Hope you had a great week this week! This week in the CSS section we had a couple of articles that jumped out with new media queries and how to use them.

I’m particularly excited to see info about using the prefers-reduced-motion query in more places, with some very cool opportunities to improve the web automatically for those who struggle with motion.

There’s also a bunch of great JavaScript articles, much of it focused on “relatively vanilla” JavaScript, and one arguing that hey maybe we shouldn’t throw jQuery away just yet. :) Finally a couple big announcements - a great new service for tracking hacked data, and a federated package manager. Enjoy!

Best,
KBall from ZenDev

CSS & SCSS

Reducing motion with the picture element

Not purely CSS, but did you know that a picture with a scrset can base which image it loads off of the prefers-reduced-motion media query? That’s so cool! I can imagine using this both manually in posts and in an automated manner to provide static fallbacks to animated gifs to protect folks who get photosensitive eleptic seizures.


Create a user controlled dark or light mode

Step by step tutorial to creating a user-toggleable dark or light mode hinging off of the prefers-color-schema media query. Not only a good intro to that query, but a great example of how to build themes using css custom properties.


The CSS background-image property as an anti-pattern

Rundown of the problems with using the background-image property in most of the places we use it, and guidance on how to use the picture element to handle most of the situations that led to wanting to use background images in the first place (like cover sizing).


CSS Architecture — Folders & Files Structure

File structure is one of the big “high bang for your buck” choices made in setting up a CSS architecture. This article is a great example of what one long-time CSS & HTML specialist uses for his approach.


JavaScript

Top 5 skills to learn as a junior JavaScript developer

(Bias alert - I wrote this). “What should I focus on” is a recurring theme in the JavaScript world because there’s sooooo much rapid change, and it’s hard to know what to focus on. We recently had a great conversation about this topic on JSParty #77, and in this blog post I break down the top 5 skills we agreed are key to focus on as a junior JavaScript developer.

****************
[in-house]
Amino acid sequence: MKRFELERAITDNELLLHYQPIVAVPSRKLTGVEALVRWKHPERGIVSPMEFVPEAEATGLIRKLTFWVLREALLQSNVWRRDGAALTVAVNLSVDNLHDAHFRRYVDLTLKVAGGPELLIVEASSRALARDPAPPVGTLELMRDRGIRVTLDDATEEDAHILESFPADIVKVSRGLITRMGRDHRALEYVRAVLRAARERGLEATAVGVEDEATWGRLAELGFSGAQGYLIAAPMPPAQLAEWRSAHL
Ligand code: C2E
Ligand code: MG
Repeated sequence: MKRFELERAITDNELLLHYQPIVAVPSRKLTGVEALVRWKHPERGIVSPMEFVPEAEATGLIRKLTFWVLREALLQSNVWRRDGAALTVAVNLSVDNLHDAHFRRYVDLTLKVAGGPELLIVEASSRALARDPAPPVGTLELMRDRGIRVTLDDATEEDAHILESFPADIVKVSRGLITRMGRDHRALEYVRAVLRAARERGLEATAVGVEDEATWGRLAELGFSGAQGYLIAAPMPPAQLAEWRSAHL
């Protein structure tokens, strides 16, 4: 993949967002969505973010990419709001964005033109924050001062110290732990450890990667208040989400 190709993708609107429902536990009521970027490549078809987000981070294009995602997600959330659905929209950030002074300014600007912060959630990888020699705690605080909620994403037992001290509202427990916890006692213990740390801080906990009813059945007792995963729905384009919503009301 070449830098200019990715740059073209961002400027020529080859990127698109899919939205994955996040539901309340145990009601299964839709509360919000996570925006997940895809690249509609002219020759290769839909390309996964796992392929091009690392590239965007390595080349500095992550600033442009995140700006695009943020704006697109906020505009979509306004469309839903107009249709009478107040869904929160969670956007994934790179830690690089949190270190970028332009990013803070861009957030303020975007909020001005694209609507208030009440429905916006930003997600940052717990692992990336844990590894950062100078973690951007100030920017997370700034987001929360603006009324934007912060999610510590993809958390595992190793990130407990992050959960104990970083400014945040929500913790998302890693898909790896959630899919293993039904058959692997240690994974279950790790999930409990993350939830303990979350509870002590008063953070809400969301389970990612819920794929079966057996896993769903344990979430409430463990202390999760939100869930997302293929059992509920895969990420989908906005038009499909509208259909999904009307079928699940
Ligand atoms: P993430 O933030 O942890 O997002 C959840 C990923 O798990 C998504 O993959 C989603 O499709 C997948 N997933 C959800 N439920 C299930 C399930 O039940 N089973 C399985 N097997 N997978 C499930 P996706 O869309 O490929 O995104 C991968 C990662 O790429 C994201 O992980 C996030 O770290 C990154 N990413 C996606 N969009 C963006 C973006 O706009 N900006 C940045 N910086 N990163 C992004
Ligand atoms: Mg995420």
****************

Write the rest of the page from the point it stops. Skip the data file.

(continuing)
5 Ways to Convert a Value to String in JavaScript

Bite-sized JavaScript nugget going through the various ways to convert values to strings and how they handle various edge cases.


Implementing Private Variables in JavaScript

A roundup of all the different ways we can approach having “private” variables in a language that doesn’t actually support private variables. Closes with a teaser for the new actually private proposal for private class fields. Of these, I use the module design pattern the most, but they all have their uses.


Why I'm still using jQuery in 2019

An interesting counterpoint to the drive towards using modern JavaScript frameworks for everything. Also takes on a little bit of the ‘You Might Not Need jQuery’ argument.


Introduction to Computed Properties in Vue JS

Computed properties are one of my favorite features of Vue, because they allow you to express your data in what amounts to a declarative approach, not just your templates. You can say “hey here’s how this data is defined” and the framework takes responsibility for keeping it up to date. I love it. This article is a solid introduction to the concept and how they work.


Promoted Link

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Prices as low as they go on pretty much every course. Tons of great content available, stock up now and work through the courses at your leasure. Courses I’ve been recommending recently include The Complete JavaScript Course 2019, Modern React with Redux (the course I learned React from, updated with all the latest features), and Vue JS 2 - The Complete Guide (by one of my favorite Udemy instructors, Maximilian Schwarzmüller. (And BTW if you’re looking for other webdev content, it might not be a bad idea to just browse his teacher page and check out his other courses)


Other Awesomeness

Unusual HTML tags worth knowing 🧩

Semantic HTML tags are wonderful for letting you create more accessible applications and web pages. The more you take advantage of these, the more you enable browser & tool vendors to make your content accessible rather than having to do it yourself. I didn’t know about a number of these tags (there’s a tag for abbreviations!?!?) but even being aware of them I will start to use them more.


Entropic: a federated package registry for anything

Announced in a widely applauded talk at JSConf EU, this new federated package manager has been the talk of JS twitter the last few days. Between this and the recent github announcement it looks like we’re looking at a polyglot ecosystem for package managers going forward, but there is a lot to be said for creating a federated approach that isn’t controlled by a for-profit company.


Firefox Monitor

This is great! A super friendly front-end and way to subscribe to essentially “have I been powned” - ie, given my email addresses what services have been hacked that released my info and what exactly was leaked.


Your first performance budget with Lighthouse

Woah - I’d heard about performance budgets, but I wasn’t aware that Lighthouse has tooling to explicitly label what your budget is and catch when you’re exceeding it. Very cool!


Happy Friday!

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